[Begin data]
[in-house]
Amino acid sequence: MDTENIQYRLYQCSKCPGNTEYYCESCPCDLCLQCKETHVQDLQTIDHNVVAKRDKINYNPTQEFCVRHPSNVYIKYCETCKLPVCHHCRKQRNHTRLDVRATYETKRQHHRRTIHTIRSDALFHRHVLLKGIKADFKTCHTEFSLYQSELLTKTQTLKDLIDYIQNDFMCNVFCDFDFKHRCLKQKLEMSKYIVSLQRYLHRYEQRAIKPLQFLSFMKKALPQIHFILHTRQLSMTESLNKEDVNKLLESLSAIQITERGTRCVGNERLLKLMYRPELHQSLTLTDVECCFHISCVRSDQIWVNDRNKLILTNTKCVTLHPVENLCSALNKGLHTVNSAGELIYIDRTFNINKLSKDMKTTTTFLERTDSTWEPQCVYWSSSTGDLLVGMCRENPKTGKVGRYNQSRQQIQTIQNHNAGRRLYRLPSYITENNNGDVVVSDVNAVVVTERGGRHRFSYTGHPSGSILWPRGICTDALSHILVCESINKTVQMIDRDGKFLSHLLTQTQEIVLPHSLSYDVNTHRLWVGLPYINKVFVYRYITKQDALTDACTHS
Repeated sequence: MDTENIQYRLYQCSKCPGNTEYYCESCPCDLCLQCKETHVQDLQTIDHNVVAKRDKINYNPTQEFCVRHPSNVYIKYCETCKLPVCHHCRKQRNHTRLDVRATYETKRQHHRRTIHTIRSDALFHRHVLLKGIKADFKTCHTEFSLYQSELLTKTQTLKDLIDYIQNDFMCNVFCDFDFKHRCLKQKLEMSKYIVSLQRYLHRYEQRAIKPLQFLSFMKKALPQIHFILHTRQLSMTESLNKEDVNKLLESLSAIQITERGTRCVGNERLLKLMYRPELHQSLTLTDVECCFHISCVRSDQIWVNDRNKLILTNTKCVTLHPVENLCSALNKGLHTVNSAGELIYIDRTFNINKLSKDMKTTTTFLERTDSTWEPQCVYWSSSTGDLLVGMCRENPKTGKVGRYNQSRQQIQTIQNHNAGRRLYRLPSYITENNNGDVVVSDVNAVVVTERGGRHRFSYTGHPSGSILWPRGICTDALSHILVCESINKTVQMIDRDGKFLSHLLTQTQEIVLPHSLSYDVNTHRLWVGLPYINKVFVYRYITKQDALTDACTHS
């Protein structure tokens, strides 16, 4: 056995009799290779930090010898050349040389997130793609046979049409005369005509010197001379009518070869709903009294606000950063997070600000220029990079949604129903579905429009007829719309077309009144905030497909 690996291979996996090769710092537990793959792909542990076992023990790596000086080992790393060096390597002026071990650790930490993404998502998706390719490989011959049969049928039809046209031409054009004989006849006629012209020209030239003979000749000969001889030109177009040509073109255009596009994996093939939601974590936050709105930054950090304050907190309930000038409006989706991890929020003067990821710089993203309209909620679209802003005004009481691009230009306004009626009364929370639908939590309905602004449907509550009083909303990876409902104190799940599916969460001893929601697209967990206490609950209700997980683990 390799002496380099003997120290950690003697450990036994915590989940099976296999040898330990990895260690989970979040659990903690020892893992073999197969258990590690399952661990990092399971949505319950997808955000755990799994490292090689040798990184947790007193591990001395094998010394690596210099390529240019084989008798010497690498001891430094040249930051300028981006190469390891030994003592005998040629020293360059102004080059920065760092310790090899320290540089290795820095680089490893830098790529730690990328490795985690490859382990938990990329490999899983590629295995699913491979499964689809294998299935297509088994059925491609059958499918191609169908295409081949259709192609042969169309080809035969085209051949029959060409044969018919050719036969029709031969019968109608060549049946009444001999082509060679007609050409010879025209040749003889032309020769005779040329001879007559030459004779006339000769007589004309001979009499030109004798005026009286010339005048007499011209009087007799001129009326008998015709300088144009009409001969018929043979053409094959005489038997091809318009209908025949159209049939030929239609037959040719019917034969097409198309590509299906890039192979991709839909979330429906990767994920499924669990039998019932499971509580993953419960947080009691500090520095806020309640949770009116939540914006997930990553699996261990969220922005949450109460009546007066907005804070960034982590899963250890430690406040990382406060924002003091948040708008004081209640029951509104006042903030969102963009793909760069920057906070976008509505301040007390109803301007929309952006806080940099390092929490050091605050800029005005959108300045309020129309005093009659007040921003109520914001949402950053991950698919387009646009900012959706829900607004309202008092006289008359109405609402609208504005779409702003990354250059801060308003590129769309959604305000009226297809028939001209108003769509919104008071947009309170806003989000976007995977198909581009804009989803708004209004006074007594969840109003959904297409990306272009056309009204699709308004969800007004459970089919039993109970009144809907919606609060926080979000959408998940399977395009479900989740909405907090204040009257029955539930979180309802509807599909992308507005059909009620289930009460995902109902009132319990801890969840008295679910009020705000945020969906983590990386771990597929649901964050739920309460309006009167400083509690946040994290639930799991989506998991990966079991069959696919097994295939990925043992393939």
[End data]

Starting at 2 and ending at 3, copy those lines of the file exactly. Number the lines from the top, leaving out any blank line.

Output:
Amino acid sequence: MDTENIQYRLYQCSKCPGNTEYYCESCPCDLCLQCKETHVQDLQTIDHNVVAKRDKINYNPTQEFCVRHPSNVYIKYCETCKLPVCHHCRKQRNHTRLDVRATYETKRQHHRRTIHTIRSDALFHRHVLLKGIKADFKTCHTEFSLYQSELLTKTQTLKDLIDYIQNDFMCNVFCDFDFKHRCLKQKLEMSKYIVSLQRYLHRYEQRAIKPLQFLSFMKKALPQIHFILHTRQLSMTESLNKEDVNKLLESLSAIQITERGTRCVGNERLLKLMYRPELHQSLTLTDVECCFHISCVRSDQIWVNDRNKLILTNTKCVTLHPVENLCSALNKGLHTVNSAGELIYIDRTFNINKLSKDMKTTTTFLERTDSTWEPQCVYWSSSTGDLLVGMCRENPKTGKVGRYNQSRQQIQTIQNHNAGRRLYRLPSYITENNNGDVVVSDVNAVVVTERGGRHRFSYTGHPSGSILWPRGICTDALSHILVCESINKTVQMIDRDGKFLSHLLTQTQEIVLPHSLSYDVNTHRLWVGLPYINKVFVYRYITKQDALTDACTHS
Repeated sequence: MDTENIQYRLYQCSKCPGNTEYYCESCPCDLCLQCKETHVQDLQTIDHNVVAKRDKINYNPTQEFCVRHPSNVYIKYCETCKLPVCHHCRKQRNHTRLDVRATYETKRQHHRRTIHTIRSDALFHRHVLLKGIKADFKTCHTEFSLYQSELLTKTQTLKDLIDYIQNDFMCNVFCDFDFKHRCLKQKLEMSKYIVSLQRYLHRYEQRAIKPLQFLSFMKKALPQIHFILHTRQLSMTESLNKEDVNKLLESLSAIQITERGTRCVGNERLLKLMYRPELHQSLTLTDVECCFHISCVRSDQIWVNDRNKLILTNTKCVTLHPVENLCSALNKGLHTVNSAGELIYIDRTFNINKLSKDMKTTTTFLERTDSTWEPQCVYWSSSTGDLLVGMCRENPKTGKVGRYNQSRQQIQTIQNHNAGRRLYRLPSYITENNNGDVVVSDVNAVVVTERGGRHRFSYTGHPSGSILWPRGICTDALSHILVCESINKTVQMIDRDGKFLSHLLTQTQEIVLPHSLSYDVNTHRLWVGLPYINKVFVYRYITKQDALTDACTHS